(Image from goodreads.com)
Summary (from goodreads.com): After an explosion destroys his ship, the world believes Prince Merik, Windwitch, is dead. Scarred yet alive, Merik is determined to prove his sister’s treachery. Upon reaching the royal capital, crowded with refugees, he haunts the streets, fighting for the weak—which leads to whispers of a disfigured demigod, the Fury, who brings justice to the oppressed.
SPOILERS FOR TRUTHWITCH ONLY
Having only finished the first book in this series, Truthwitch, a couple of weeks ago, I started this second installment already fully invested in the characters. At the end of Truthwitch, all of its leading players have found themselves split up, and Windwitch sends them out on their own personal journeys, whether they be to seek revenge, escape the law, or find that which has been lost. In the first book, we were introduced to characters bound to each other by lifelong relationships, but now they have been split up and forced to ally with strangers at best and enemies at worst. Now, three pairs of “odd couples” roam the Witchlands, unsure of whom they can trust and whom they should fear.
The great thing about a second book in a series is that a lot of the groundwork has already been laid. We’ve already gotten to know the landscape, the politics, and a lot of the characters. In the case of the Witchlands series, we know a good bit about how the magic works and what the legends of this place are. Still, Dennard continues to build her world in Windwitch, adding depth and history, along with a growing sense of awe at just how far-reaching and dangerous the magic of the Witchlands may really be.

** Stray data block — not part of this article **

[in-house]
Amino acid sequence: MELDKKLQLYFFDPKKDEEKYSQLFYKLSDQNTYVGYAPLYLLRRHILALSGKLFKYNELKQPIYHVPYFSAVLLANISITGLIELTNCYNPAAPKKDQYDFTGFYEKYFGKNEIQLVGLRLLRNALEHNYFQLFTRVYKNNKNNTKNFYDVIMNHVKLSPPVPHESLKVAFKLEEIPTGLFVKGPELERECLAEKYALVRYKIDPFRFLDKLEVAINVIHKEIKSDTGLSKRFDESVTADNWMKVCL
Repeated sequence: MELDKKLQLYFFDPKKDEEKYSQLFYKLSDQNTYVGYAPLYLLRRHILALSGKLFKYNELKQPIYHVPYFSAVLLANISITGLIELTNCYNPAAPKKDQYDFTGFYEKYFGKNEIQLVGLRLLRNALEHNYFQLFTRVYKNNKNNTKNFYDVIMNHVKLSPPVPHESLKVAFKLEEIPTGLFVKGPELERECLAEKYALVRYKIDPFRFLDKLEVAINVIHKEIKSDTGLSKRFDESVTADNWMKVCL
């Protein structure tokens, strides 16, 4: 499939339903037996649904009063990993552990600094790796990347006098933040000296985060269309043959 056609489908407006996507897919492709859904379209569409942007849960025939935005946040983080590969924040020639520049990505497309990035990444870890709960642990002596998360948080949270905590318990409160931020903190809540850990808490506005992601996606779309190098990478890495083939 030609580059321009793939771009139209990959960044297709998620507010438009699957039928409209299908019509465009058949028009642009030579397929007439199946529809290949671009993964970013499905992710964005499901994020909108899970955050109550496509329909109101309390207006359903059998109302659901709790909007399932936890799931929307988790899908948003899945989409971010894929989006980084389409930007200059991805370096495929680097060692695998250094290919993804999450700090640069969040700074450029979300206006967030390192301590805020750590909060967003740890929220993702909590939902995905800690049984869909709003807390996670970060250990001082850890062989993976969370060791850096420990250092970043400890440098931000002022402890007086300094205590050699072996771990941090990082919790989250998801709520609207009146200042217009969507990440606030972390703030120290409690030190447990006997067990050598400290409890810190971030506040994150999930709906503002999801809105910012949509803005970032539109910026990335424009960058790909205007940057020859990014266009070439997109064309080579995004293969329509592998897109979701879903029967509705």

Besides delving into the mythology and cultural heritage of the Witchlands world, Dennard also takes the time to reveal new layers of complexity in her characters. The stars of Truthwitch are now tested until they begin to question everything they think they know, even about themselves. Previously minor characters step forward, challenging the reader to consider how exactly someone becomes an enemy and who decides which of us are the “good guys.” Adding to an already racially, ethnically, and culturally varied cast, Dennard introduces in Windwitch even more relatable characters, not as stock “diversity” quota fillers, but as well-developed, complicated humans with stories that cannot be read in a single glance.
To really describe all the things I loved about Windwitch would be to give too much away. So please, read this beautiful thing for yourself, and then hit me up on any of the platforms below so we can really get into the details of what makes it shine.
Favorite Line: “No more tiptoeing around a room because women oughtn’t to run. To shout. To rule.”